Snowdrop pattern (c) Rianne Mason

Catch and store energy

Principle 2 of permaculture is ‘catch and store energy’. It’s designed to embed the habit of collecting resources when they’re abundant, so that they’re available in times of need. The proverb “make hay while the sun shines” nicely captures the spirit of the idea.

As humans there are many systems and practices that we can put in place to capture energy. The most common ones are harvesting solar or wind energy and preserving our food with pickles and jams.

Hello sunshine

The first signs of Spring sunshine (c) Rianne Mason

As the weather seemed to change this week it felt appropriate to start the blog with a big shout out to the sun! I took this photo today and was lucky enough to simply spend some time enjoying our main energy source. Hello sunshine.

I was also soaking up some vitamin D – which we all need to function properly. So if you’re in the UK at the moment now is the time to get topping up again! 10 minutes a day spent in the sunshine with your arms exposed should be enough, but it depends on your body – read more at Remember to be safe and protect your skin with SPF.

Spring bulbs

Snowdrops (c) Rianne Mason

With the sun comes the first signs of spring and in the world of plants that means plenty of bulbs. Snowdrops are usually the first to appear.

Bulbs are experts at storing energy in their underground tubers or corms, which is taken from their leaves in sunny days. This is stored over winter and used to produce the stems, leaves and flowers the following year. Perennials such as these are a great choice for your garden as you can leave them in the ground year after year without any wasted energy and lots of nutrients getting to your soil.

Helping the animals

Crocus (c) Rianne Mason
The few remaining crocus after squirrels dug them up (c) Rianne Mason

Animals also like to make hay while the sun shines and for squirrels that means eating bulbs. That’s why these crocus flowers are the few remaining ones in the garden that had the chance to show their faces!

It makes sense to take what’s available at the time, which is why we can learn from the squirrel and make the most of our summer surplus when we can. This could mean pickling our beans, freezing our raspberries or drying our herbs. It all helps to reduce the need to get our food from far off places when they’re out-of-season and we know it will be packed with the best nutrients if they’re local and preserved in time.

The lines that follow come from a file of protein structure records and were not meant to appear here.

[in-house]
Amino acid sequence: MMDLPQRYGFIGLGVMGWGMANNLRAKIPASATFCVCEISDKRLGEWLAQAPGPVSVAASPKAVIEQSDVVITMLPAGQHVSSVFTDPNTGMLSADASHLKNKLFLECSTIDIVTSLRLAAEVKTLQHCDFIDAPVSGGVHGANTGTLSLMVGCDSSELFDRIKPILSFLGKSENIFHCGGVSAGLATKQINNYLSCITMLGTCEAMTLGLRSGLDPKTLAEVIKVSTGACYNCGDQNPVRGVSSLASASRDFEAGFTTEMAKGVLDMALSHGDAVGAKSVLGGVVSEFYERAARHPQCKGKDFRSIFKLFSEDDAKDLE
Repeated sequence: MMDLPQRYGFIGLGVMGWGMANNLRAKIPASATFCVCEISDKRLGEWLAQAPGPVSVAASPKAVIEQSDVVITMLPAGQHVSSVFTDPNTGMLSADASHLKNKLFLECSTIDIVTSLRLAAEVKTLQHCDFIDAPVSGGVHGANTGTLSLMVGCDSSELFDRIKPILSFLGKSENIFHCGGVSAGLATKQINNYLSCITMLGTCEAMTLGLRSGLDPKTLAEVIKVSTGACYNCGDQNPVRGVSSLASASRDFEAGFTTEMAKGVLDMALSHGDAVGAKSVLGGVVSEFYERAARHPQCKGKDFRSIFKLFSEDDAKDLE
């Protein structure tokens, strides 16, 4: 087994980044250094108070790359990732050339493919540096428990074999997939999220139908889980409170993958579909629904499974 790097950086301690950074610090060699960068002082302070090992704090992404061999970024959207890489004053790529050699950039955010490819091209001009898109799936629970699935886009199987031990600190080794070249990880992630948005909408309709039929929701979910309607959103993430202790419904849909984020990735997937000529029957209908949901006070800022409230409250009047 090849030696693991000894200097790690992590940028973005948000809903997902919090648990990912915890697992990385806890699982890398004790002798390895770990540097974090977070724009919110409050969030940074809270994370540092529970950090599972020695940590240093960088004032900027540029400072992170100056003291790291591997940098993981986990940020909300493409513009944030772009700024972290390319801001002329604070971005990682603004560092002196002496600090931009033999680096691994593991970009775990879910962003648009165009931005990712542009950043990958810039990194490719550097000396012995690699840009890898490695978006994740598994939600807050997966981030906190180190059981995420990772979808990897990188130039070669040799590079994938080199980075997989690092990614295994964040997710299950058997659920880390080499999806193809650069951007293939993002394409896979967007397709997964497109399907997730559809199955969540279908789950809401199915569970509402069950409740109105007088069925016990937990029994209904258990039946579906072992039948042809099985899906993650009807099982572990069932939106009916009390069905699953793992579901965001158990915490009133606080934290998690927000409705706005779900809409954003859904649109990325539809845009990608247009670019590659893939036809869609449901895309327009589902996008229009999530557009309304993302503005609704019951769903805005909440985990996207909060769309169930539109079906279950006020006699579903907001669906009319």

Sycamore seeds (c) Rianne Mason
Sycamore winged seeds covering the local park (c) Rianne Mason

I couldn’t do a post about storing energy without mentioning seeds. Whilst seeds aren’t strictly about making the most of available energy they do provide a little packet of everything a young plant needs to get growing. Of course seeds such as nuts and grains are also a big source of energy for us and other animals.

During a walk on the park this week I couldn’t help but notice the sea of sycamore wings covering the ground. I always admire the design of these helicopters and wonder at how incredible nature is to come up with something so perfect. That’s me looping back to the first permaculture principle – observe and interact.

There are 12 permaculture principles and I’ll be exploring one each month throughout 2021. For more information and personal stories around them visit

2 thoughts on “Catch and store energy

  1. Very nice! I’m a horticulturist who has been preaching the benefits of healthy soil for years, but as that requires letting go of commerical fertilizers it has been a hard sell. I appreciate your blog!
    Lovely photos, also!

    Liked by 1 person

    1. Thank you! Yes, I think there’s so much good we can do if we appreciated our soil more. I’m just learning from scratch really but this week got more of an understanding about the benefits of a no-dig bed 🙂


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